Newspaper Archive of
Hells Canyon Journal
Halfway, Oregon
August 8, 1990     Hells Canyon Journal
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August 8, 1990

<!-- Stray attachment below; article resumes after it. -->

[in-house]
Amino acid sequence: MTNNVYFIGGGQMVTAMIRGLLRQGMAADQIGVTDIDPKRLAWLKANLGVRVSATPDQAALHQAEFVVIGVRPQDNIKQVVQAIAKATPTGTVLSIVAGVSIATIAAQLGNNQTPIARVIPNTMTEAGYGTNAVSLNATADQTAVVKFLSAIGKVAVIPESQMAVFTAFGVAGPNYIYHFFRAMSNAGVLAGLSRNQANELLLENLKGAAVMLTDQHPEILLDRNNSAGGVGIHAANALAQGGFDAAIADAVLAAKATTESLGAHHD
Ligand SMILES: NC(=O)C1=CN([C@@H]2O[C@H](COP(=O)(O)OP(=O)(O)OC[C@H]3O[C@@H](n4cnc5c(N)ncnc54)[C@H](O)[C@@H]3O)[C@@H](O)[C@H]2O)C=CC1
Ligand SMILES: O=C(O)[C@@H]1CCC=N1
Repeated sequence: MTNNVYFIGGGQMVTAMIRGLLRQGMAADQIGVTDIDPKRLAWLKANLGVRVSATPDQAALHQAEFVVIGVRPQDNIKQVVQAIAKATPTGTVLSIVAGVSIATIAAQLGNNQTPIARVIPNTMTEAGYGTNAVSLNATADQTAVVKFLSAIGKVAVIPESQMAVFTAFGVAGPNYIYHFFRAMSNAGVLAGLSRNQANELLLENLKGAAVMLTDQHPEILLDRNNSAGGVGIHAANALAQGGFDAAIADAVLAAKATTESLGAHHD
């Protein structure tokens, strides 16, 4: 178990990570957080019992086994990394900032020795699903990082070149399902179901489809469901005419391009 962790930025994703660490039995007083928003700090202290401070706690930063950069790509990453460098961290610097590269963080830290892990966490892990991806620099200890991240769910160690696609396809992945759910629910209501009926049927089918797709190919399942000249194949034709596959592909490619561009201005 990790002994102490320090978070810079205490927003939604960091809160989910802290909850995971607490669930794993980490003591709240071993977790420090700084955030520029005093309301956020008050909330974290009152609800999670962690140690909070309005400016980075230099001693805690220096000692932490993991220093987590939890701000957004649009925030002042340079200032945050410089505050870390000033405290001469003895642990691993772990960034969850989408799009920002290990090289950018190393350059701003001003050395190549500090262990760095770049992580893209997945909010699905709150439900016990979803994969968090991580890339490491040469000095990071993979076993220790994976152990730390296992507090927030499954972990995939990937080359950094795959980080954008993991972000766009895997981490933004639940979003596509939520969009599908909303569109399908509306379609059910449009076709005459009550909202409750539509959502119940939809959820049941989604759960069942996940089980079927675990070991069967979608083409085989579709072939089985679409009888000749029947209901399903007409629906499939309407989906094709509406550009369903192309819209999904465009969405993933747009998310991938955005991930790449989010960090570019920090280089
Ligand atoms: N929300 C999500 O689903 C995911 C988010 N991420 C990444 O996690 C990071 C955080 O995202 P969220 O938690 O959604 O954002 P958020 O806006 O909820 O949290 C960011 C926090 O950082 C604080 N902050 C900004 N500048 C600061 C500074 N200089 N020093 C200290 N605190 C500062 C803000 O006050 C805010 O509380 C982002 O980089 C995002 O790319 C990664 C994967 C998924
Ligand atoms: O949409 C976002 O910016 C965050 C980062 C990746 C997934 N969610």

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25 Per Copy 9 Lead, arsenic, cadmium and mercury found in soils near proposed trailhead site by David Light of the'Hells Canyon Journal Recent Forest Service test- ing indicates there may be high levels of certain heavy metals in the old mine tail- ings near Cornucopia, north of Halfway. According to a Wallowa- Whitman National Forest news release, several samples were tested from an area east "We haven't had a chance to evaluate the test results yet, but it's no surprise that old mine tailings will have higher concentrations of some heavy metals," Young told the Hells Canyon Journal. "We need to know what the back- ground levels are before we jump to any conclusions." The test samples, which were analyzed by Umpqua Re- search Company, Myrtle .................... Oregon, ahowed high ence with the East Fork of Pine Creek. Owners of the land include United Nuclear Corporation, Maude and Dean Jones, and Wallowa-Whitman National Forest. "We are working closely with the Oregon Department of Environmental Quality (DEQ) to determine if any- thing needs to be done with the dump materials," said Bob Richmond, Wallowa- Whitman National Forest Supervisor. Carolyn Young, Public Affairs Officer at the Port. land office of DEQ, said that health risks resulting from possible contamination of drinking water, ground wa- ter and airborne dust par- ticles would be that agency's first concern. levels of lead, arsenic, cad- mium and mercury. Both Frank Erickson, In- formation Officer for Wallow- Whitman, and Young empha- sized that the test was pre- liminary and should cause no alarm for the public. According to Pine District's Recreation Forester, Polly Gribekov, the testing was prompted by local concerns raised in response to the dis- trict's Cornucopia trailhead proposal. Currently, the top of one of the dump piles is used as a vehicle parking area by hikers and horse packers heading into the Eagle Cap Wilderness. Another pile is used as a play area by off- road vehicles. The Forest Service reports that, over the years, some materials have been hauled from the piles to nearby communities and used around homes and in con- struction projects. '.This will probably put our trailhead proposal on hold," Gribskov said. "It's a sign of current levels of public aware- ness that requests for infor- mation about possible heavy metal contamination would lead us to conduct testing." The major affected land- owner is United Nuclear Corp., which acquired the property in 1982 from Forest Industries Insurance Manage- ment. The Baker Stamp Mill, which produced .the piles, stopped operating in the 1930's and have been in place since then. Larry Bush, Senior Mine Geologist for UNC, said that the company had not tested the tailings before, or since, acquiring the property. When asked by the Journal about the results of the Forest Serv. ice tests, Bush declined to comment, '`we don't know what form these compounds were in or what sampling techniques were used. Until we know more, we can't comment," he said. According to Young, DEQ and its federal counterpart, the Environmental Protection Agency (EPA)-- which has also been notified -- will need to evaluate the risks of expo- sure to the public before con- ducting further tests. This process is expected to take a week, Young stated. County Court Applies for Involvement As appeals fly on WWNF Forest Plan Baker County Court has applied for intervenor status on appeals of the Wallowa- Whitman Forest Plan. '`we want to make sure we can take part in the process," County Judge Ralph Ward explained. "in another plan there were challenges to a County Court giving input." "We understand several appeals have been fried on the Forest Plan and we wish our intervention request to include these appeals," the Court said in a letter toFor- est Service Chief F. Dale Robertson. "Any interruptions or de- lays in sale offerings could have serious impacts on the economy, employment levels and business stability of the mills in the local communi- ties," the Court asserted in the letter. WaUowa County Court has filed an appeal on the plan itself. They requested a letter of support from the Baker Court who will discuss the matter in their August 15 meeting. As of Monday, August 7, 11 different groups had ap- pealed the Forest Plan. Nelson Lauds Leadership, Readiness "You have very marketable products for tourism here," State Legislative Represen- tative Mike Nelson asserted at a Hells Canyon Chamber of Commerce sponsored meet- ing in Halfway, August 2. "The two most important items for rural economic sta- bility identified by a two-year governmental task force are readiness and leadership," Nelson continued. 'Tou have had readiness for a long time, and the turn out in this room shows you have leaders." Nelson urged citizens inter- ested in developing tourism to think in simple terms. 'TIake your projects achiev- able," he advised. "I'm all for an interpretive center out here to explain the history and guide visitors to attractions. "Tourist families spend an average of $144 per day.Any way you can encourage them to extend their stay in this area brings in those dollars." He commended Ralph Smead for pursuing an es- cape ramp on the Richland grade and encouraged citi. zens to persist in their efforts to obtain more informative signs for the area. "i sit on the Transporta- tion Committee," Nelson reminded the audience. "The State Highway Division moves slowly, and you have moved them in a positive direction." "Legislators from the West side are amazed at the dis- tances when they visit here.., they realize the need for better roads." ARer his prepared remarks, Nelson fielded questions on a variety of concerns, ' any maps and brochures Continued on page 9 .........